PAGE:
The Importance of Diversity in Clinical Trials (Because Right Now, It's Lacking)
Published: Oct 10, 2018 By Chelsea Weidman Burke
A ProPublica article recently examined the lack of diversity in cancer drug clinical trials: “Stark under-representation of African Americans is widespread in clinical trials for cancer drugs, even when the type of cancer disproportionately affects them.” Black participants made up less than 5 percent of the trials for 24 of the 31 cancer drugs approved since 2015.
The prevalence of certain cancers is disproportionate to the racial diversity of participants in clinical trials aiming to cure those cancers. For example, although African Americans make up 20 percent of U.S. multiple myeloma patients and are twice as likely as white Americans to be diagnosed, they only accounted for 4.5 percent of participants in multiple myeloma trials since 2003.
The lack of diversity isn’t limited to African Americans – most clinical trials lacked participation from other minorities too. Although Asians are well represented in some foreign trials, they only accounted for less than 2 percent of the U.S.-based trials. Native American participants weren’t reported in nearly two-thirds of the trials. In contrast, African Americans, Asians and Native Americans make up about 13, 6 and 1 percent, respectively, of the U.S. population.
Although race is thought of as a social concept, ‘there’s growing evidence that, whether for environmental or genetic reasons, drugs may have different effects on different populations.’ One example is of the common asthma medication albuterol, which is less effective in African American and Puerto Rican children compared with European American and Mexican children. In an analysis of the demographics of multiple myeloma clinical trials, scientists at the Food and Drug Administration (FDA) wrote that “meaningful differences may exist in multiple myeloma disease biology, presentation, and response to treatment in blacks compared to whites.”
Understanding the Participation Gap
Minorities often don’t participate in trials due to logistical challenges, financial burdens and lingering distrust from past victimization in medical experiments.
The most infamous case, the Tuskegee Syphilis study, involved researchers knowingly withholding treatment from black men with syphilis, without their informed consent, to study the natural progression of the disease. Another example involves sterilizing thousands of Native American women without their consent.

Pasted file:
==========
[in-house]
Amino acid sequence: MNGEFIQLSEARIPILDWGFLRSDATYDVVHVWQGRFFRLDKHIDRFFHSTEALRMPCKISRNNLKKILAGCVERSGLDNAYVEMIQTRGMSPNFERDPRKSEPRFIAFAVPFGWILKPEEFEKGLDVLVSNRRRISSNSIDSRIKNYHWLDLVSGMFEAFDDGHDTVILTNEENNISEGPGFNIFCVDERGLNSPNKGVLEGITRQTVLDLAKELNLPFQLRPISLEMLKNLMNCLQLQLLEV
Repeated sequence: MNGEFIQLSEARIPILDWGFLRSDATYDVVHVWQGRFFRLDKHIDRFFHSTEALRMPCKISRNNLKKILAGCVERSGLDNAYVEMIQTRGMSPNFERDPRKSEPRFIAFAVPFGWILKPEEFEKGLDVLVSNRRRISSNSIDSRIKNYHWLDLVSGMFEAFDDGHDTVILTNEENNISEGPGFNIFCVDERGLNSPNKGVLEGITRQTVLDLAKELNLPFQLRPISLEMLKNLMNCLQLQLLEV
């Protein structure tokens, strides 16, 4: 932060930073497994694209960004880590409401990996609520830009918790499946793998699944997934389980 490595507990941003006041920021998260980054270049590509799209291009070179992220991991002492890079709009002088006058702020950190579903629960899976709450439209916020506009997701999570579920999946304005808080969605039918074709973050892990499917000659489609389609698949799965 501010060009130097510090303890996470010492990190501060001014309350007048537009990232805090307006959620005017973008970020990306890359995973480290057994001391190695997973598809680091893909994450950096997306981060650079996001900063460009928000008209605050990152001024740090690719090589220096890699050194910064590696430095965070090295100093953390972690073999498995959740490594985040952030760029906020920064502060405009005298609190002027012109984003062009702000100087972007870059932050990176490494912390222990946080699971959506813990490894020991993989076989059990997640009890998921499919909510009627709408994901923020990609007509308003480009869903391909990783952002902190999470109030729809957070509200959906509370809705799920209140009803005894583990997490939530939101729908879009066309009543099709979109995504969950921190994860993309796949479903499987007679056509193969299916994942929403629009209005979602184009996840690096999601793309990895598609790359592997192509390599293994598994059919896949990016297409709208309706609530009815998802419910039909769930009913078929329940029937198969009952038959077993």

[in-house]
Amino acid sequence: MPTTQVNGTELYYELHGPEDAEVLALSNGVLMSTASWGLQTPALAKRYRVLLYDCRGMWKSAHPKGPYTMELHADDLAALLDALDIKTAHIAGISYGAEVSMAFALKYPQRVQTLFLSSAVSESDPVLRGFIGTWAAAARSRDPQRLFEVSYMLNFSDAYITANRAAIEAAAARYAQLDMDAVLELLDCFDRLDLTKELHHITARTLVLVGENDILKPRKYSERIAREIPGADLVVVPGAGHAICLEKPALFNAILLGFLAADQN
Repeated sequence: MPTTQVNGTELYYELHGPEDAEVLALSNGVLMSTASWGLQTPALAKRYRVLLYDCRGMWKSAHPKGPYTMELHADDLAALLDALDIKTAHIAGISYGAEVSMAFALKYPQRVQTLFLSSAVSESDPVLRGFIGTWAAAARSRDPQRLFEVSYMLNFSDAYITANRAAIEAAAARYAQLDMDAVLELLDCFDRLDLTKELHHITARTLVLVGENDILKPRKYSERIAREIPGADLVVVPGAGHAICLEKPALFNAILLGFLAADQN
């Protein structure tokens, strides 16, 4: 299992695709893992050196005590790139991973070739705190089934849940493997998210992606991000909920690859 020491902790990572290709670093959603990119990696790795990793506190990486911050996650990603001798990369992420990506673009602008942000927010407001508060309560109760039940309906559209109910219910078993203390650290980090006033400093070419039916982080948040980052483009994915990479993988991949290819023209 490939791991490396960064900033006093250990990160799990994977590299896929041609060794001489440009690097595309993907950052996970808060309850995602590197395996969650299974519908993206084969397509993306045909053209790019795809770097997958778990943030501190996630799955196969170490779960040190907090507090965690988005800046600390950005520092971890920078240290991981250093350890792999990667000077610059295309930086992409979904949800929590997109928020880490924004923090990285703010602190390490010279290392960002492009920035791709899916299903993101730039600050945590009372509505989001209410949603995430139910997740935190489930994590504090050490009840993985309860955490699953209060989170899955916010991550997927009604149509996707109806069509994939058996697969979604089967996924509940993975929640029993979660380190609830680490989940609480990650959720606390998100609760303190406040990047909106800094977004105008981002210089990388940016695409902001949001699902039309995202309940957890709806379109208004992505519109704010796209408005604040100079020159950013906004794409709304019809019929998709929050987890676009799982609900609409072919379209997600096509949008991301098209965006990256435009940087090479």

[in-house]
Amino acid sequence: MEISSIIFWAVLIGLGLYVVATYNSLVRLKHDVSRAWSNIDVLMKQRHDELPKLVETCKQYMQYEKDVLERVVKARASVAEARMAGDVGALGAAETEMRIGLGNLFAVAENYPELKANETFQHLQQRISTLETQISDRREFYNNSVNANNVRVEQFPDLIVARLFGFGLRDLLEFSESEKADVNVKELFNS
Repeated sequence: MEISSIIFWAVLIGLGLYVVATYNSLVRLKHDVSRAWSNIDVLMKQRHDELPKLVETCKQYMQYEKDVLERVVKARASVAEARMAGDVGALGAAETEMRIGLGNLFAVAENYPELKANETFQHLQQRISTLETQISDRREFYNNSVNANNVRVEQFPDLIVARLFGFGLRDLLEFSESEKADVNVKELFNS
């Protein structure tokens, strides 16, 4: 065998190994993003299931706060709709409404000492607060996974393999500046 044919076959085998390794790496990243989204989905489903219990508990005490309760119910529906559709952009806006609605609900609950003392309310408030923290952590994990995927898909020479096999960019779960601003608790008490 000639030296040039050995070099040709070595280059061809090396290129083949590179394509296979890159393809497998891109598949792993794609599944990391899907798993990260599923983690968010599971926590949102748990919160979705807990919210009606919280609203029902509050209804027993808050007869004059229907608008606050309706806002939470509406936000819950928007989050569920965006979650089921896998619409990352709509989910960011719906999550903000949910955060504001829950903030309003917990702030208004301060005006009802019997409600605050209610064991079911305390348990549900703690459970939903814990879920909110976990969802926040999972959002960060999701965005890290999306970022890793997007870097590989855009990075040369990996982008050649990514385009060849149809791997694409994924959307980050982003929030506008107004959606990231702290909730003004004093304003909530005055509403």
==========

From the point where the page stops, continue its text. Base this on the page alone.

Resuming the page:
Minorities are also less likely to have health insurance due to financial reasons. They are more likely to have other health issues, such as high blood pressure and diabetes, and die from certain diseases, like heart disease, than white Americans. Due to increasingly stringent trial inclusion criteria, having multiple conditions often precludes those patients from participating.
Income represents another barrier in trial participation, discouraging patients who can’t cover treatments that are a part of the trial, afford to take days off of work, commute long distances for care or find child care. The experimental drug is free, and patients are usually reimbursed for food and travel costs, but biopharma companies don’t pay too much, to avoid the appearance of enticing patients to participate. Patients in households making less than $50,000 per year were 27 percent less likely to participate in trials. The African American median household income in 2017 was about $40,000, compared with $68,000 for non-Hispanic white Americans.
Balancing the Benefits and Risks
Clinical trials are inherently risky – testing a new drug or therapy first for safety then efficacy is especially tricky when dealing with life-threatening diseases, like cancer. Unknown side effects and health setbacks are all possible. However, these new treatments are being tested because they are believed to provide better outcomes, and hope, for difficult-to-treat cancers.